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How to Position Your Offer to Serve Corporate with RJ Connell

Listen To My Latest Podcast Episode: How to Position Your Offer to Serve Corporate with RJ Connell

From Stage Fright to the Spotlight with Natalie Workman - Ep #40

 

You might NEVER guess it now, but Natalie Workman, the host of the WorkWoman podcast used to be paralyzed by her fear of public speaking.  For years she stayed on the sidelines allowing others to take the spotlight while she built her career behind the scenes.

Last year she invited me to her home to talk about private coaching.

As I got situated on the couch, she jumped right in, “Heather, I called you because I have to push through this fear head on.”

I’d known Natalie for years. 

She’s kind, confident and damn good at making you feel special when you talked with her. A real knack for moving conversations along by asking good questions (a skill she told me she learned from her mom).

She wanted to play a bigger game personally and professionally and had set big fat SCARY goals.

It wasn’t until this moment that I realized that Natalie’s fear of public speaking was crippling and deeply rooted. 

She had an embarrassing experience early in her career when she clammed up and went blank while presenting to an executive team. Since that moment she just didn’t trust that she could articulate her thoughts in a way that truly represented herself.

But she’d been doing a lot of internal work, creating clarity on exactly what she wanted for her future and she knew this would hold her back.

I asked her on a scale of 1 to 10 how important pushing beyond this year was to her. 

“Heather, this is my limiting factor for my success. My ability to shake off this fear, show up and actually communicate to people in a way that feels right for me… showing up with my real self, my real personality, and bringing a message that matters… if I can't get this down, I can't achieve my goals.”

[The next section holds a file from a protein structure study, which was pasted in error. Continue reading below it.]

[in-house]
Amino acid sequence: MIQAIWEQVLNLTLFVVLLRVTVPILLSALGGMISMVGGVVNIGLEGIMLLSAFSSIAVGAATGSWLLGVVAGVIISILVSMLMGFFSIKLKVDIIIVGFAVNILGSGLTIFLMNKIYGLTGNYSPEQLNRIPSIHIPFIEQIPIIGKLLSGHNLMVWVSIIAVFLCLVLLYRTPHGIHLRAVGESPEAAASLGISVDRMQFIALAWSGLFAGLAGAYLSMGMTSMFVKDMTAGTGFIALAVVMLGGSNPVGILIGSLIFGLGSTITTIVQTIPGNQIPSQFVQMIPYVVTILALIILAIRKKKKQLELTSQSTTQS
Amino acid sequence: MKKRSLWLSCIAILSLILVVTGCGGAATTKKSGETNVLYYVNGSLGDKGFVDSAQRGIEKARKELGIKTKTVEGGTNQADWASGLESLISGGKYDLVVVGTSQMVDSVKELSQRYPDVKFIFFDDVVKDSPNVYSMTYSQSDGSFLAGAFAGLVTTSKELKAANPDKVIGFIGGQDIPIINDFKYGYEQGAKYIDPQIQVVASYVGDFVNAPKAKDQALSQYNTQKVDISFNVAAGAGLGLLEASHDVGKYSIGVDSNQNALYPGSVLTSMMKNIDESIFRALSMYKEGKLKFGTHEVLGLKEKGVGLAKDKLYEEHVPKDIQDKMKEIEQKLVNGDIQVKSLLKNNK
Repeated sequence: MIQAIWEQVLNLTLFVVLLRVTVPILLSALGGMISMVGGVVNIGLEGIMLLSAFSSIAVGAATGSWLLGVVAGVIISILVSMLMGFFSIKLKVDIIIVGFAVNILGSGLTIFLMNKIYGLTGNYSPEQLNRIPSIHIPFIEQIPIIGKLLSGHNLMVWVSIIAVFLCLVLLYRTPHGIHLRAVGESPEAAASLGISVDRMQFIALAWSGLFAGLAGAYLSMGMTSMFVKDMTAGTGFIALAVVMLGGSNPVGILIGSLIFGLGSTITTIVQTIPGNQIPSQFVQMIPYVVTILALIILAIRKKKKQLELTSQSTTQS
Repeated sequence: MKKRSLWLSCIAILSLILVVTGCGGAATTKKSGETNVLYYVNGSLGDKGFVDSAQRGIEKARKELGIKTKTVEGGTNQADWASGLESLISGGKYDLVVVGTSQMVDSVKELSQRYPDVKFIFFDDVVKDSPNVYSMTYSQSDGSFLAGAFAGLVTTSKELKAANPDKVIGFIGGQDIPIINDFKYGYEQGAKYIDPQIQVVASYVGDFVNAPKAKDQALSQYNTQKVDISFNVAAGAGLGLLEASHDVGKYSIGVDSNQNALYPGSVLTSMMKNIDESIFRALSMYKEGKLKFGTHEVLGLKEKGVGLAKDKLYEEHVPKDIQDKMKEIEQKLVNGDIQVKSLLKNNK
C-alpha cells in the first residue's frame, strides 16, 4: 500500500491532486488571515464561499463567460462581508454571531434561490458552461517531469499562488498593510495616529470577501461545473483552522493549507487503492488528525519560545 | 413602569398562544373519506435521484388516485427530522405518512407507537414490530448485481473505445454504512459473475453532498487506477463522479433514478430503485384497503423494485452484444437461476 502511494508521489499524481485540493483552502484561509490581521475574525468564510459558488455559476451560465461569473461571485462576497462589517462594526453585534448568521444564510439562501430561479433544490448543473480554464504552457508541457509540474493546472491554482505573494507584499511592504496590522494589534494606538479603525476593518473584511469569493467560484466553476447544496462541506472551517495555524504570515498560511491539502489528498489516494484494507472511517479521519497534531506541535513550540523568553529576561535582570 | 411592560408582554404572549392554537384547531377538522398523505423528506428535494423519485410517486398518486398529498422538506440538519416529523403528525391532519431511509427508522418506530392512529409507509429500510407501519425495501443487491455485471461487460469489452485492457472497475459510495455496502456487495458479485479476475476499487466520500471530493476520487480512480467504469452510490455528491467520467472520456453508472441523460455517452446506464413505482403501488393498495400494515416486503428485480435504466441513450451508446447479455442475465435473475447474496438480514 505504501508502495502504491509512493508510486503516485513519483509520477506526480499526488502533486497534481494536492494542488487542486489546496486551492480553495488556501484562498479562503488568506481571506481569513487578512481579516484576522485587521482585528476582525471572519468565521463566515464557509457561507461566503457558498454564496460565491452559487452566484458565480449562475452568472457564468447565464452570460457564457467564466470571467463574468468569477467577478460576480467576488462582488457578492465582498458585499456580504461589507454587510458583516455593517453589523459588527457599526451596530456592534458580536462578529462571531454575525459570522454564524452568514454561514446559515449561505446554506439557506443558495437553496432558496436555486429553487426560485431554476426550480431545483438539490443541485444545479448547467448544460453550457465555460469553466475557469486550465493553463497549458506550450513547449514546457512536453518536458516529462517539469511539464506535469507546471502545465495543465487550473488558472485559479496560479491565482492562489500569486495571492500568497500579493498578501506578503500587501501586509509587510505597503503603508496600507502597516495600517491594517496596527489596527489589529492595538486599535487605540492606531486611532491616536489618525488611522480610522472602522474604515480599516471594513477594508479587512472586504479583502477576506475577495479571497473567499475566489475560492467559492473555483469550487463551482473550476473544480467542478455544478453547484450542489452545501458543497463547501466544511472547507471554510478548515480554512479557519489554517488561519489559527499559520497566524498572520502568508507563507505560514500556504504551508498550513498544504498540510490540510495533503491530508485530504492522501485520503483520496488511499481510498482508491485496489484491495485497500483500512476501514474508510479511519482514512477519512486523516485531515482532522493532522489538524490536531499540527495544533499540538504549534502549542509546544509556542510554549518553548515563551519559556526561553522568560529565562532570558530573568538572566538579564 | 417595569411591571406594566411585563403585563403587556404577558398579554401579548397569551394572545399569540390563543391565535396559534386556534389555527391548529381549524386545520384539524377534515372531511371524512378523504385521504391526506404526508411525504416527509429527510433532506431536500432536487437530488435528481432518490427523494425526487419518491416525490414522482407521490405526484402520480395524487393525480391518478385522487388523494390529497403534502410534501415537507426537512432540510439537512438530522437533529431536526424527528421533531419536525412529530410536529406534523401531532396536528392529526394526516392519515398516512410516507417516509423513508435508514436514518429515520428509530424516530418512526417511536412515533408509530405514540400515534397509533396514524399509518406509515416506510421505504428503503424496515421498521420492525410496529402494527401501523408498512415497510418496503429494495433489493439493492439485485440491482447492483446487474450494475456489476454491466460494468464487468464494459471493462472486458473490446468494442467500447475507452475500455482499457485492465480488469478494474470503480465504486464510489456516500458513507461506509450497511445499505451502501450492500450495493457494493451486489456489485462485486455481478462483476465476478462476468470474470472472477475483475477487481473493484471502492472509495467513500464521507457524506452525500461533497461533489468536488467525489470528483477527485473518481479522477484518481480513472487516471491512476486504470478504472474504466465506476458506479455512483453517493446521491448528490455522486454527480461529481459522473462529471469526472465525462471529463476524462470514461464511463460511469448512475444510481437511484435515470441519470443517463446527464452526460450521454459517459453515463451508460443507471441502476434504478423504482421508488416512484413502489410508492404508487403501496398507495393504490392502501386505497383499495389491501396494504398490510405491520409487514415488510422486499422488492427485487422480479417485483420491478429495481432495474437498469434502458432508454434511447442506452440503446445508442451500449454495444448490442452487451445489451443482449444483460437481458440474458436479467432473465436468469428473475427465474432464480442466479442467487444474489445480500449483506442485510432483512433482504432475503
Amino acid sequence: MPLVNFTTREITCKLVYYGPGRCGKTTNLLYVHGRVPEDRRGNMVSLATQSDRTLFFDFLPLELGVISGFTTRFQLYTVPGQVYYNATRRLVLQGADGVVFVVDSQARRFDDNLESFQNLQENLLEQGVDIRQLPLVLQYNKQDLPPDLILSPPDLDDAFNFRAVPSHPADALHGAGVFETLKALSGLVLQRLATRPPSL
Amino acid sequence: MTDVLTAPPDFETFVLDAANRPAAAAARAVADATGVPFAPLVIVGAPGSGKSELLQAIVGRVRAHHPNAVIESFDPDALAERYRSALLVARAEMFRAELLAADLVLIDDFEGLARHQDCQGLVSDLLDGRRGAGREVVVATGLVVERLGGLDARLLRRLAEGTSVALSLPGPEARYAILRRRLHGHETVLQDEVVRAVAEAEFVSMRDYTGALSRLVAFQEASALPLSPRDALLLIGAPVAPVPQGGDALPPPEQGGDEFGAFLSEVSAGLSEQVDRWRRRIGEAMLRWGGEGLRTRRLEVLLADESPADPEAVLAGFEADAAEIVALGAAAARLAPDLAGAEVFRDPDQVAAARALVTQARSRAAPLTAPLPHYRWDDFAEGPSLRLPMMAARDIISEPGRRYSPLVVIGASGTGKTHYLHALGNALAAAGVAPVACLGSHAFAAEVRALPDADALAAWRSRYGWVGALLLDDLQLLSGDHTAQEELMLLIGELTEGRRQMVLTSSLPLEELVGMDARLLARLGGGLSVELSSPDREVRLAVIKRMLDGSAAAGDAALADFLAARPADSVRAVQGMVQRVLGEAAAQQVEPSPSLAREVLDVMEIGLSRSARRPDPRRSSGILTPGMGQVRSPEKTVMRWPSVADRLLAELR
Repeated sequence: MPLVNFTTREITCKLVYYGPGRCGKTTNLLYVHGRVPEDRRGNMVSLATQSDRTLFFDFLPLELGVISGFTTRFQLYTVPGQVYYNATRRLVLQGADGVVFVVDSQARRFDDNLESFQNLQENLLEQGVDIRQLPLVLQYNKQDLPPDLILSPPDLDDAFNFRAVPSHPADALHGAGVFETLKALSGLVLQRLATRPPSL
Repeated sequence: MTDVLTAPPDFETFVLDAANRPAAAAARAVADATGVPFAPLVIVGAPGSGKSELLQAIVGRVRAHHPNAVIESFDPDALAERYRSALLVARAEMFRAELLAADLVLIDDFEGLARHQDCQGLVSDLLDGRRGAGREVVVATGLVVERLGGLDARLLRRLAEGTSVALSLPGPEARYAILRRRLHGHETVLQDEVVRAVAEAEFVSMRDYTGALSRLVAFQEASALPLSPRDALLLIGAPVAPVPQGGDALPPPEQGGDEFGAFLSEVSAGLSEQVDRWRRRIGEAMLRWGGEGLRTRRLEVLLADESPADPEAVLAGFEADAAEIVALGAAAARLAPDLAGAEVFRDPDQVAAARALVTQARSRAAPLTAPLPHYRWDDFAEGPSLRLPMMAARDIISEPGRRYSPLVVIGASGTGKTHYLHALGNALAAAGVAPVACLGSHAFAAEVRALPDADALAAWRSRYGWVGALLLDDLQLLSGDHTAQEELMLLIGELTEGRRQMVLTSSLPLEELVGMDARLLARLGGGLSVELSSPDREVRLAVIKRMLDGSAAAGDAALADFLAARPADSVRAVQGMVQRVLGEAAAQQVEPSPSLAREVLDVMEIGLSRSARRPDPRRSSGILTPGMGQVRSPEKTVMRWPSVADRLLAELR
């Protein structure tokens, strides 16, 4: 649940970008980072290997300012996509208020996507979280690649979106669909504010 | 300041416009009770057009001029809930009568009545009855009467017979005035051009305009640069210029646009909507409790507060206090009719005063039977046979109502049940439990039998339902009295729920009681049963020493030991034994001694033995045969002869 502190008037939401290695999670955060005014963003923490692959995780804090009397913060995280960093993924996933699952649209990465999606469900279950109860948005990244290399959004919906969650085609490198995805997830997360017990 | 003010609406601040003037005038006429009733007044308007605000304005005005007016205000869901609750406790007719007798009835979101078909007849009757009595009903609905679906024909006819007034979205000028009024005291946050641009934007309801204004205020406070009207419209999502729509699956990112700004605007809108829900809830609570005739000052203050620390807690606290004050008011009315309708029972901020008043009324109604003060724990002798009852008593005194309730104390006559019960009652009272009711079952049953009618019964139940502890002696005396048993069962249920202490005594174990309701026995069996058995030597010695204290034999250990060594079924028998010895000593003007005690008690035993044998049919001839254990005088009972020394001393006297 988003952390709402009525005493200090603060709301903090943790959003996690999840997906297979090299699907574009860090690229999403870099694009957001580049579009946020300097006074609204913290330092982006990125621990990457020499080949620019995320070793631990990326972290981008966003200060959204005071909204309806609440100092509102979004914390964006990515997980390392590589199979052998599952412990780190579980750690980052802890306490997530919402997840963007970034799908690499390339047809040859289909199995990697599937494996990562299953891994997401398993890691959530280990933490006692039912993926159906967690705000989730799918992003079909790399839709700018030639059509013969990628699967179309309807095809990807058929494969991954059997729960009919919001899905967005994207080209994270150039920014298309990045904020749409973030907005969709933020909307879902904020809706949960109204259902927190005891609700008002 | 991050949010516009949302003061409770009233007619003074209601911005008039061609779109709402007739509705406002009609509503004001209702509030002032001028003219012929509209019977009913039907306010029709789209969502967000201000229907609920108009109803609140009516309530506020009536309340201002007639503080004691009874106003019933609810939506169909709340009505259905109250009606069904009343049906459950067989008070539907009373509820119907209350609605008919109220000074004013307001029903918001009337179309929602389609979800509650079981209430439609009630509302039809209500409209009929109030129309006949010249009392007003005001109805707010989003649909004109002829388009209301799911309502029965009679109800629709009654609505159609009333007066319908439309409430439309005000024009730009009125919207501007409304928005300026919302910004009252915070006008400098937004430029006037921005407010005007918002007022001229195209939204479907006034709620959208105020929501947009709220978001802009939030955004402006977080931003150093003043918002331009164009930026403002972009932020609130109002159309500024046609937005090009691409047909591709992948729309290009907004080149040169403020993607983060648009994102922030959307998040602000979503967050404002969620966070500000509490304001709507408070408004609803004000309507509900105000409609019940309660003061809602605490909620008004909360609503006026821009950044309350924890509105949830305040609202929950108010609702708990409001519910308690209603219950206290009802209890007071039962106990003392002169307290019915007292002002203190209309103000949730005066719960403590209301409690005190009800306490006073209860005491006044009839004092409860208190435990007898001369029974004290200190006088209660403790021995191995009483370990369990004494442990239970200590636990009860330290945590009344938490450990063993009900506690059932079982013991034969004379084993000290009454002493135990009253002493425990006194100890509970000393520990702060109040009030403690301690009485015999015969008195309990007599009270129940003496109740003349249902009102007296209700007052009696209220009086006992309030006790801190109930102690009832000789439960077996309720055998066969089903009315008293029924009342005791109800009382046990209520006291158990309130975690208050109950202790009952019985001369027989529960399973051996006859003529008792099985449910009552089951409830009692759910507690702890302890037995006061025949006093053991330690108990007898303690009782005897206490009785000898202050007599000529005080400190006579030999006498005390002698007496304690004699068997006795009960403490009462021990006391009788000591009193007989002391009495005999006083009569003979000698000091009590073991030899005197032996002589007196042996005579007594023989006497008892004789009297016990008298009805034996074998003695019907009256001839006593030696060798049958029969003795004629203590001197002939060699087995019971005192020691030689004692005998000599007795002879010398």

10 months later, Natalie spoke on the 10X Ladies stage alongside Elena Cardone in Las Vegas.

The road between those two moments in time was big commitment, a lot of practice and the willingness to suck.

The truth is no one whose exceptional at something started that way. Everyone starts as a beginner. 

You might not have a dream of speaking on a stage in front of hundreds or thousands of people. Your goals might look more like this:

  • to show up with confidence on social media, doing Facebook lives consistently.
  • to start becoming a guest on podcasts. 
  • to show your face more on webinars or 
  • raise your hand for guest expert spots in memberships or masterminds.

There might be something going on for you where you're scared, you're holding back a bit. Maybe that fear is tied, like Natalie, to some experience you've had in the past. 

Maybe that fear is lingering for you because you run these 'what if' scenarios in your head. 

  • What if you say something and it gets taken the wrong way? 
  • What if you fumbled on your words? 
  • What if you completely royally screw up? 
  • What if the technology breaks? 
  • What if you can't figure out the technology? 
  • What if you run all these scenarios in your head and it paralyzes you from taking action?

Here's the thing: crap is going to happen. 

The stuff's going to get screwed up and sometimes you're going to say things that do not sound the way that you intend it. 

You learn to roll with it.

I want to encourage you to open yourself up for discomfort in a productive way. This is a time for you to lean into the discomfort for the benefit of your bigger goal.

If leveling up in your business, reaching for bigger things, making a bigger impact with your experience, your knowledge and your heart is something that you're sitting with right now, I want you to listen to this interview and know this:

On the other side of fear is a lot of discomfort and a lot of scariness, but you learn to swim in the scary.

Take steps to grow your skills because when you start building your competence, your confidence grows

The more your confidence grows, the more you will stretch yourself to further build your competence.

It’s like a beautiful dance between competence and confidence that together dissolves fear.

About Natalie Workman

Natalie Workman is the Vice President of Operations for Cardone Ventures. Cardone Ventures is a management consulting, joint ventures, and private equity firm that helps business owners achieve their personal, professional, and financial goals through the growth of their business.